The Department of Labor has denied requests from lawmakers and investor advocacy groups to extend the comment deadline and hold a hearing regarding a proposal to set new investment advice standards for retirement accounts.
The agency did not budge on today’s deadline for public comments on the measure, which would provide exemptions to allow investment fiduciaries to receive compensation — such as commissions, 12b-1 fees and revenue sharing — that would otherwise be prohibited as long as they act in the best interests of plan participants.
The DOL released the proposal last month and set a 30-day comment period.
Sen. Patty Murray, D-Wash., and ranking member of the Senate Health Education Labor and Pensions Committee, and Rep. Bobby Scott, D-Va., and chairman of the House Education and Labor Committee, as well as several advocacy groups asked the agency to provide a 90-day comment period and to hold a hearing on the proposal.
“After considering the request, the department believes that a public hearing is unnecessary for this proposed class exemption,” DOL deputy assistant secretary Joe Wheeler wrote in an Aug. 5 letter to Murray. “The current proposal is much narrower in scope than the department’s prior rulemaking cited in your letter.”
Wheeler gave a similar explanation in an Aug. 5 letter to Scott denying an extension of the comment period.
“I’m incredibly frustrated that the Trump Administration is charging ahead so recklessly with a proposal that could lead to retirement savers losing billions of dollars a year due to conflicted advice,” Murray said in a statement. “There is no reason for the Department to rush this process when so many stakeholders have been clear they want more time to raise their concerns, and seemingly no grounds for [Labor] Secretary [Eugene] Scalia to move forward on some of these proposals without a hearing as required by law.”
A Labor Department spokesperson was not immediately available for comment.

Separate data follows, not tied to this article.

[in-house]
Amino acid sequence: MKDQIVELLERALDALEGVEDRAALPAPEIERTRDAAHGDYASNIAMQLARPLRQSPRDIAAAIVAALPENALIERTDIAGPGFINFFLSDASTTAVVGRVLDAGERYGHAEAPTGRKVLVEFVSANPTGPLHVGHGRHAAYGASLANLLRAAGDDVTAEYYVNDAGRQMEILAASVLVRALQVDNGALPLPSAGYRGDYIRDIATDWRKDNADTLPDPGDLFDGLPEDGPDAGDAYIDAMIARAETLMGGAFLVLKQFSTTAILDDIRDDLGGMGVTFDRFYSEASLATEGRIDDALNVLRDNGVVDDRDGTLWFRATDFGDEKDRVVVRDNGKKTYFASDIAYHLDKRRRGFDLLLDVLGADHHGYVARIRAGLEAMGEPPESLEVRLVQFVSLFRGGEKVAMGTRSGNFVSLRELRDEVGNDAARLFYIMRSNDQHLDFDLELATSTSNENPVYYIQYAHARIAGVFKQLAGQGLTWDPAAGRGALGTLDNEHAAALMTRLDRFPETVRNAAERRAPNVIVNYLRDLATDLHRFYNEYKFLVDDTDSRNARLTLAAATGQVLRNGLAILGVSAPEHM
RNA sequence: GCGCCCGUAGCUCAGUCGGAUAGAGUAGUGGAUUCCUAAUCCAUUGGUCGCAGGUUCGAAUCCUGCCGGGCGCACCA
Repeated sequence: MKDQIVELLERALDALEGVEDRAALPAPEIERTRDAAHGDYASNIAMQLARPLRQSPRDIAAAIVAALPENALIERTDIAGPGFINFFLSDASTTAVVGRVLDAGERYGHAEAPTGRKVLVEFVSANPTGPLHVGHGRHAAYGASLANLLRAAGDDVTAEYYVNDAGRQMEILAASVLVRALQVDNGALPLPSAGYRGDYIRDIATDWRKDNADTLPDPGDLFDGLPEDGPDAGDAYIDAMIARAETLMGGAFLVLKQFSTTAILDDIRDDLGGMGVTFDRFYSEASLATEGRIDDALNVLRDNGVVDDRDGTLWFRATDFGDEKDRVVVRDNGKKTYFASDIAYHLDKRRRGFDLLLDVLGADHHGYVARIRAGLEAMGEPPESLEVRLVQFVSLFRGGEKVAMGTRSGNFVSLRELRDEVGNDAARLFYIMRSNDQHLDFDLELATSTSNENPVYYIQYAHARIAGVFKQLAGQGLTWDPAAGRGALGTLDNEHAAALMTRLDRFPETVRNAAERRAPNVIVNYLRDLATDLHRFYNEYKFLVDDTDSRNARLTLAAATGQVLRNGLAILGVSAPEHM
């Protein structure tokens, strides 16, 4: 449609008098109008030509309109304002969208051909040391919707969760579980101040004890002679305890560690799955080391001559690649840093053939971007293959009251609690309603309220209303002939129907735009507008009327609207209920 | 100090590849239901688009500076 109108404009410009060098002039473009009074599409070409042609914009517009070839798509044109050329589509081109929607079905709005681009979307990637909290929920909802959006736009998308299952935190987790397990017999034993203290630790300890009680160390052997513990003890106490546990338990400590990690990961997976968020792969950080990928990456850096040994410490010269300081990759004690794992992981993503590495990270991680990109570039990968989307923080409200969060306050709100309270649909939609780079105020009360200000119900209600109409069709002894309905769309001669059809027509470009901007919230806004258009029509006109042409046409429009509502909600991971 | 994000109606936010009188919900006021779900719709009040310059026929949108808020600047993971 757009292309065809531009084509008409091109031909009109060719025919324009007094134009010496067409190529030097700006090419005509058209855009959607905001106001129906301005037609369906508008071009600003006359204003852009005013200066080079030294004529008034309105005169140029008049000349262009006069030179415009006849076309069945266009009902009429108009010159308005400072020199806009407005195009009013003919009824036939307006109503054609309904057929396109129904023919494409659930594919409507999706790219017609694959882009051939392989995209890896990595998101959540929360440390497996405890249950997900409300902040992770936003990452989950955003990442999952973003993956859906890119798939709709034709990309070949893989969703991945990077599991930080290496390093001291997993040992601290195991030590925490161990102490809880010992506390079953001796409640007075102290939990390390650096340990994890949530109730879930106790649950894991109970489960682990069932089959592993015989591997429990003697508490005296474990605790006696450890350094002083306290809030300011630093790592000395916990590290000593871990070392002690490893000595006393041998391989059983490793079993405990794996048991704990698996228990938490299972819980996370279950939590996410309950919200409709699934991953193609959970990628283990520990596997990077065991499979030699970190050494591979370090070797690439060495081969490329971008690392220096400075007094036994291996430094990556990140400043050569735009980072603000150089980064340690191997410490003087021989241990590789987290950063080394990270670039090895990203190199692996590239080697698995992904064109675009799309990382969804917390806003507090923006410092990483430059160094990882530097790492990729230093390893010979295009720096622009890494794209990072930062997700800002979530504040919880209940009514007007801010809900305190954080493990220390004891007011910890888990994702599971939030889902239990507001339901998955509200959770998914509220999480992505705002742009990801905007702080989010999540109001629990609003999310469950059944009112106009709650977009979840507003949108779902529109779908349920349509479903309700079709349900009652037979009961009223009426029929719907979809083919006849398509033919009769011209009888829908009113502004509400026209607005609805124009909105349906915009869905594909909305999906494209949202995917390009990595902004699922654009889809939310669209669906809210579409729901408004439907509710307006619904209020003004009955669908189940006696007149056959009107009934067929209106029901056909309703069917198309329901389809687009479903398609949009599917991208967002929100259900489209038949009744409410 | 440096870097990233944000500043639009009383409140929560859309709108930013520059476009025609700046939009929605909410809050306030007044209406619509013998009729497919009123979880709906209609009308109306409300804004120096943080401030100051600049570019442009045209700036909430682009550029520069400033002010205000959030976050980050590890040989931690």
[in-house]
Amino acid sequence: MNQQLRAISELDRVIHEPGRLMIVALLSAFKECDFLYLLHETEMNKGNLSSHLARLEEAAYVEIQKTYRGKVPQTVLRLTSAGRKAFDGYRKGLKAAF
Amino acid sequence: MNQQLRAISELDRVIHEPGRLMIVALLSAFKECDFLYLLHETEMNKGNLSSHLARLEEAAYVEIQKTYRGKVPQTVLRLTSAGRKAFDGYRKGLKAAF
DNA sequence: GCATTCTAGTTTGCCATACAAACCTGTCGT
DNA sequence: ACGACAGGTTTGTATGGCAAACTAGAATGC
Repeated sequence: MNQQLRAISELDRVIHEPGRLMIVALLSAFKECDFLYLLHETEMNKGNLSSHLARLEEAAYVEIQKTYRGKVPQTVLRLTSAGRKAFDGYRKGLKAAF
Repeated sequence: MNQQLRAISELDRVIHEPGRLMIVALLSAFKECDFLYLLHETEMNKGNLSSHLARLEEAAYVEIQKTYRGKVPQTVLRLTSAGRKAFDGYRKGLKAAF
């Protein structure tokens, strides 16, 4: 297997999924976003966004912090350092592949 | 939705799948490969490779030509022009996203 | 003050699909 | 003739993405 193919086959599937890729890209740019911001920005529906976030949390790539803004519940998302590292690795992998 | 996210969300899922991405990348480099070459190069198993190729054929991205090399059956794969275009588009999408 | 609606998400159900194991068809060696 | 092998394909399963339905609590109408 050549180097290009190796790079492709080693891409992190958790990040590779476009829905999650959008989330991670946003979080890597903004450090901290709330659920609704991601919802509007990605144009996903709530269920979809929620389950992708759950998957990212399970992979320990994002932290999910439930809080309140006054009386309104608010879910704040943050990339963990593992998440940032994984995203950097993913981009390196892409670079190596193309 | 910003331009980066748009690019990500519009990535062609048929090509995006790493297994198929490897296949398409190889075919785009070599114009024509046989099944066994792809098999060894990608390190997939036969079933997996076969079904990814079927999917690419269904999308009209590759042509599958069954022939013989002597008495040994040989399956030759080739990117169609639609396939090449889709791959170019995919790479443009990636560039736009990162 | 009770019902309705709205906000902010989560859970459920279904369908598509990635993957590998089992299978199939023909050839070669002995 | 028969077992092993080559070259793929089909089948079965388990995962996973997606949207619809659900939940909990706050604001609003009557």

The DOL proposal would replace the Obama administration’s fiduciary rule that was vacated by a federal appeals court in 2018 and would align with the Securities and Exchange Commission’s recently enacted Regulation Best Interest, which sets new advice requirements for brokers.
The pending election is likely part of the DOL’s rush, said Barbara Roper, director of investor protection at the Consumer Federation of America.
She also noted that Scalia was instrumental in killing the Obama rule when, as lead counsel in the financial industry lawsuit against it, he argued the DOL exceeded its authority in promulgating the regulation.
“They are clearly intent on ramming this through without even pretending to offer an adequate opportunity for input,” Roper said. “Can you imagine how Scalia would react to a proposal from a regulatory agency that his clients didn’t like that engaged in this kind of process? It’s the most cynical kind of abuse of process because they want to get this in place before a Joe Biden administration takes office should the election go against them in November.”
PROPOSAL HIT FROM BOTH SIDES
Roper and Micah Hauptman, financial services counsel at the Consumer Federation of America, submitted a comment letter today calling on the DOL to withdraw the advice proposal.
Roper said with more time, the group could have conducted research that would have provided more insight into the adequacy of investor protection under Reg BI and the DOL proposal.
Roper and Hauptman criticized the DOL for reinstating a five-part test for fiduciary status that was put in place in 1975 and was temporarily replaced by the Obama rule. They said the test is a sieve that would allow many advisers on retirement accounts to avoid fiduciary obligations.
“Many if not most rollover recommendations, and virtually all of those involving rollovers into non-securities, will get a regulatory free pass as a result of the Department’s decision to reinstate this outdated, loophole-filled definition,” Roper and Hauptman wrote. “Because the proposal doesn’t include any enforcement mechanism for IRA investors, firms would have little incentive to comply, and millions of IRA investors harmed by the conflict-driven advice unleashed by this proposal would have no ability to recover their losses.”
Brokerage and insurance industry trade associations also are criticizing the five-part test in their comment letters. But they’re arguing that it makes it too easy to apply fiduciary status to brokers even when they’re making one-time rollover recommendations.
In a comment letter that will be delivered on Thursday, the American Council of Life Insurers said the fiduciary test in the DOL’s current proposal is too expansive.
“In ACLI’s view, it is critical that consumers retain access to both fiduciary and non-fiduciary services,” the group wrote in its letter. “We are concerned that the department’s commentary in the preamble to [the proposal] could be understood to broadly impose fiduciary obligations in a manner similar to the department’s 2016 fiduciary regulation. Before it was vacated by the Fifth Circuit Court of Appeals, this fiduciary-only approach restricted access to professional guidance that retirement savers with low and moderate balances want and need. We have concerns that consumer choice may be at risk again.”
After reviewing comments, the DOL could modify its proposal. It would then have to submit a final rule to the Office of Management and Budget for review before releasing it.
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